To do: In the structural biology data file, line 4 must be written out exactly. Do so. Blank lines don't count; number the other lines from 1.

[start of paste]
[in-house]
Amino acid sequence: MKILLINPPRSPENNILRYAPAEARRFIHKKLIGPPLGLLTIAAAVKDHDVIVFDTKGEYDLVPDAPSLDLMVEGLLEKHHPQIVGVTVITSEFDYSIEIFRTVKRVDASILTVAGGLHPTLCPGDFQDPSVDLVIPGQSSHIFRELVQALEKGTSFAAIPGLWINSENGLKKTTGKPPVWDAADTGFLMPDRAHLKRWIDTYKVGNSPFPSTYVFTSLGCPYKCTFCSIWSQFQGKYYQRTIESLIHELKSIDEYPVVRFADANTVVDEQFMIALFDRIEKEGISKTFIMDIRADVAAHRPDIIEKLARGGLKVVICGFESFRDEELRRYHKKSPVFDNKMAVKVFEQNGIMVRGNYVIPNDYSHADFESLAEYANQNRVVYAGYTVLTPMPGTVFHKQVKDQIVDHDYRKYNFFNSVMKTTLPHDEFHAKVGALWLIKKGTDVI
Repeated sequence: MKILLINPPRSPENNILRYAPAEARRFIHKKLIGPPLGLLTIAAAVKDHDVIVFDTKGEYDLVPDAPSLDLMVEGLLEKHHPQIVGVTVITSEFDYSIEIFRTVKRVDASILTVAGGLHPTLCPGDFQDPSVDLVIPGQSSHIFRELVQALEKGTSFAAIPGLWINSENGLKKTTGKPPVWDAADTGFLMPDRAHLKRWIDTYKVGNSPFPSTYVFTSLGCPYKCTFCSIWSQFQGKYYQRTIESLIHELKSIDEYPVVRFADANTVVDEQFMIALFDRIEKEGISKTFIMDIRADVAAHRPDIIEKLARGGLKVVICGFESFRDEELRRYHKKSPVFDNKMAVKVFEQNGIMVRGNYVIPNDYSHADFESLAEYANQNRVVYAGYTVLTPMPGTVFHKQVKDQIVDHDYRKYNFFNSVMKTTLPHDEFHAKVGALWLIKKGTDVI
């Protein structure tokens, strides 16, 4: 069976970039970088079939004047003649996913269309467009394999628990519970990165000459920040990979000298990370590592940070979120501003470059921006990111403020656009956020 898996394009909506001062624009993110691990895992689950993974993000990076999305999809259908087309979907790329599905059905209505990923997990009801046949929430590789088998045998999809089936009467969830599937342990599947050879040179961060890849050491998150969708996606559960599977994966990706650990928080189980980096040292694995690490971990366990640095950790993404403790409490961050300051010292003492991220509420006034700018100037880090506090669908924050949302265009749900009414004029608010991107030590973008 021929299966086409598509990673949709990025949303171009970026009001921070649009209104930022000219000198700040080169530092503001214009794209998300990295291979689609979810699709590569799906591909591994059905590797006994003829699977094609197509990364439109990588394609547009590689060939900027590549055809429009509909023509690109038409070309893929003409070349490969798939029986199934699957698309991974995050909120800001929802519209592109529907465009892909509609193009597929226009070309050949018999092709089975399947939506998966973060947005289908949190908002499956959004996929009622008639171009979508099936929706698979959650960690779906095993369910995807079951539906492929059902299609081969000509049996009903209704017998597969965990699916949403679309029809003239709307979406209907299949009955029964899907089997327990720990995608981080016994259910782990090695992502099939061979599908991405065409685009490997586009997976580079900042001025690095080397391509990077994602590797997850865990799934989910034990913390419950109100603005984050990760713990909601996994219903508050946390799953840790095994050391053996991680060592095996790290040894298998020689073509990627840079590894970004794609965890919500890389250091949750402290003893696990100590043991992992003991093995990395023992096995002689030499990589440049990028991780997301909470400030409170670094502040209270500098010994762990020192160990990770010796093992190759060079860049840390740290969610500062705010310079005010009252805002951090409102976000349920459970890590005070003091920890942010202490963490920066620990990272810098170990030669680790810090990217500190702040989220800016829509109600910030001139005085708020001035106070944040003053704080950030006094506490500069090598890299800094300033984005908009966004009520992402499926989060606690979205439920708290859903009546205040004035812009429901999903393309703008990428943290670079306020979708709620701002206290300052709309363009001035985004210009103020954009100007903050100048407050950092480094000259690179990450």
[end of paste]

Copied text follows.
């Protein structure tokens, strides 16, 4: 069976970039970088079939004047003649996913269309467009394999628990519970990165000459920040990979000298990370590592940070979120501003470059921006990111403020656009956020 898996394009909506001062624009993110691990895992689950993974993000990076999305999809259908087309979907790329599905059905209505990923997990009801046949929430590789088998045998999809089936009467969830599937342990599947050879040179961060890849050491998150969708996606559960599977994966990706650990928080189980980096040292694995690490971990366990640095950790993404403790409490961050300051010292003492991220509420006034700018100037880090506090669908924050949302265009749900009414004029608010991107030590973008 021929299966086409598509990673949709990025949303171009970026009001921070649009209104930022000219000198700040080169530092503001214009794209998300990295291979689609979810699709590569799906591909591994059905590797006994003829699977094609197509990364439109990588394609547009590689060939900027590549055809429009509909023509690109038409070309893929003409070349490969798939029986199934699957698309991974995050909120800001929802519209592109529907465009892909509609193009597929226009070309050949018999092709089975399947939506998966973060947005289908949190908002499956959004996929009622008639171009979508099936929706698979959650960690779906095993369910995807079951539906492929059902299609081969000509049996009903209704017998597969965990699916949403679309029809003239709307979406209907299949009955029964899907089997327990720990995608981080016994259910782990090695992502099939061979599908991405065409685009490997586009997976580079900042001025690095080397391509990077994602590797997850865990799934989910034990913390419950109100603005984050990760713990909601996994219903508050946390799953840790095994050391053996991680060592095996790290040894298998020689073509990627840079590894970004794609965890919500890389250091949750402290003893696990100590043991992992003991093995990395023992096995002689030499990589440049990028991780997301909470400030409170670094502040209270500098010994762990020192160990990770010796093992190759060079860049840390740290969610500062705010310079005010009252805002951090409102976000349920459970890590005070003091920890942010202490963490920066620990990272810098170990030669680790810090990217500190702040989220800016829509109600910030001139005085708020001035106070944040003053704080950030006094506490500069090598890299800094300033984005908009966004009520992402499926989060606690979205439920708290859903009546205040004035812009429901999903393309703008990428943290670079306020979708709620701002206290300052709309363009001035985004210009103020954009100007903050100048407050950092480094000259690179990450």